Montreal World Film Festival, 1998
My schedule allowed me only four days at the 22nd Montreal World Film Festival in early September. That was enough to grasp that this was a vintage year. Among the admirable selections were several sexually gutsy French films, Too Much (Too Little) Love, about a 17-year-old androgynous girl who stirs up the life of a screenwriter by coming on to each of his family, and Beware of My Love, concerning the misguided passion of a mid-40s professional woman (the wonderful Nathalie Baye) for a pickup who turns out to be a violent psychotic.
The Gypsies of Svinia was a potent muckraking documentary from the National Film Board about the hideous living conditions of gypsies in post-Communist Eastern Europe. Also, I watched four new Russian features, and all were fascinating. Four for four! A pre-Crash New New Wave?
The American film in Official Competition was our very own Southie, fresh from selling out its showings at the Nantucket Film Festival and winning a jury prize at the Seattle Film Festival. However, this indie tale--of alcohol-ravaged families and mobster violence among the Irish-American townies of today's South Boston-- has yet to lure a distributor. Those in Montreal from the movie were jittery about that unhappy fact, including director John Shea, co-screenwriter Jimmy Cummings, and Southie's star, ex-New Kid on the Block Donnie Wahlberg.
What's unfair? Southie was shot locally before Good Will Hunting, but there wasn't the post-production studio money to finish it for several years.
Southie's problems? Clumsiness in the editing and some of the acting, and a too-familiar narrative. What's honorable about it? A feel for daily life in South Boston, and a compassion for its often beaten-down people. To me, those are missing elements in the facile "Love Southie, But Get Out of It" vantage of Good Will Hunting. Wahlberg and Cummings (the scenarist acts in the movie) are bonafide Southie, and in that unmistakeable way that eluded Cambridge buddie boys, Matt and Ben.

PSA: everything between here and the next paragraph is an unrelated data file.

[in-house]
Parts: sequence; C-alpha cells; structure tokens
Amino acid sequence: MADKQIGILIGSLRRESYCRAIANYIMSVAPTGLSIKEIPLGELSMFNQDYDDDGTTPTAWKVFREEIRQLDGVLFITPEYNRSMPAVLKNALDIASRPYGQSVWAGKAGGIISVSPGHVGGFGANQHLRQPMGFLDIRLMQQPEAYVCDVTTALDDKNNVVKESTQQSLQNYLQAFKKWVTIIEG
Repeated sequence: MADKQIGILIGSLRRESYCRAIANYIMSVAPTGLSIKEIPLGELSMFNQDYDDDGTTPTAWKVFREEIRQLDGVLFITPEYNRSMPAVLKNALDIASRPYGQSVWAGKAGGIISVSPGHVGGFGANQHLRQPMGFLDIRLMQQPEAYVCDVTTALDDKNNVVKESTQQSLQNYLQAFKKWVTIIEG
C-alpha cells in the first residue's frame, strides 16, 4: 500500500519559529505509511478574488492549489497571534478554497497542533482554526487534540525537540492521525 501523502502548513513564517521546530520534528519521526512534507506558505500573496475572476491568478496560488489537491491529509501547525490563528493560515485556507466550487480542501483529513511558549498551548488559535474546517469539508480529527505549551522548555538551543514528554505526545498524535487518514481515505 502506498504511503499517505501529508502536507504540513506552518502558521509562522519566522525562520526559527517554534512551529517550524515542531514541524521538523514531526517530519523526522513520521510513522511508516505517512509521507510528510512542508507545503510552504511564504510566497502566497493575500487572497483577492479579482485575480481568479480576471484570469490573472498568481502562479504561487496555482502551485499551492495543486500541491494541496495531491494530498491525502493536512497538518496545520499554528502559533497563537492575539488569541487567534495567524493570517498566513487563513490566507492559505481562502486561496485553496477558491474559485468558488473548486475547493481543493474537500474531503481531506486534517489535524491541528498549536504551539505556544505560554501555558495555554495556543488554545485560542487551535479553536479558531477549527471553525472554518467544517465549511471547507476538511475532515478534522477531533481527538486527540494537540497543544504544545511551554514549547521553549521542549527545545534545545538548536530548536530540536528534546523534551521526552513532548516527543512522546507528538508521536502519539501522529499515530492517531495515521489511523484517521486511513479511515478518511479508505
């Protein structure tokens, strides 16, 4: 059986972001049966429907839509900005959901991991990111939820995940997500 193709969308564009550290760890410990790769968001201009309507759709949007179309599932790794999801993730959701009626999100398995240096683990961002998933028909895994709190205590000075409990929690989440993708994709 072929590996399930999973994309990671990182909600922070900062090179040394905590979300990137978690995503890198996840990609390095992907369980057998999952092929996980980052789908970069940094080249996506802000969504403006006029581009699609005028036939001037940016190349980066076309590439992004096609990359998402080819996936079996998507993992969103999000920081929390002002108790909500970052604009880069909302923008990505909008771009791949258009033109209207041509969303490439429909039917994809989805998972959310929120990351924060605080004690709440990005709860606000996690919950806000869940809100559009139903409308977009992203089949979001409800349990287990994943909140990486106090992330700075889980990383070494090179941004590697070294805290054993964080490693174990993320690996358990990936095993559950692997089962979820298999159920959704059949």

"Boston is one of the most difficult places to pretend to be from, both for attitude and accent," Southie's director, Shea, observed at a press conference. "I'm from Springfield, just several hours away, and I wouldn't attempt the accent."
Cummings talked to me in a hotel lobby, and told me the intense tale of his South Boston youth. His father, a linotype operator who was let go by the Globe, took to the bottle and was killed by an equally inebriated driver. Cummings moved to New York at 19, met black people for the first time, did bit acting and built tanning parlors. He moved back here at 2l to wire The Garage near Harvard. "It was the first time in my life that I was in Cambridge. I was horrified."
He worked five years co-writing the Southie script with David McLaughlin. Shea loved it, wanted to direct. and became a third hand in screenplay polishes. Cummings told me: "Hollywood offered me $250,000 to buy away the script. I turned it down, because I had to do the film myself. Do you know how much money I've made off of the movie? NONE!"
(This is not a rich LA type talking: he could use the cash. He paid his own way to Montreal.)
After the press conference...what the hell? I had my photograph taken shaking the hand of Ex-Kid Donnie.
Wahlberg had approached me, worried that I'd been offended at his testy answer to a question I'd asked. Not at all. I was impressed at how articulate he is. My query: was he dismayed that their film came out after three other made-in-Boston works, also The North End and Next Stop Wonderland?
"That's pretty ignorant," Wahlberg had replied. "Are there too many films from New York? Does The Bronx Tale have anything to do with Goodfellas? Why not many stories from Boston? Good Will Hunting was a wonderful film, but it's a 'fish out of water' story of guys from Southie at MIT and Harvard. But if you want to see what makes a character like the one played by Matt Damon, what makes his life so difficult, see Southie."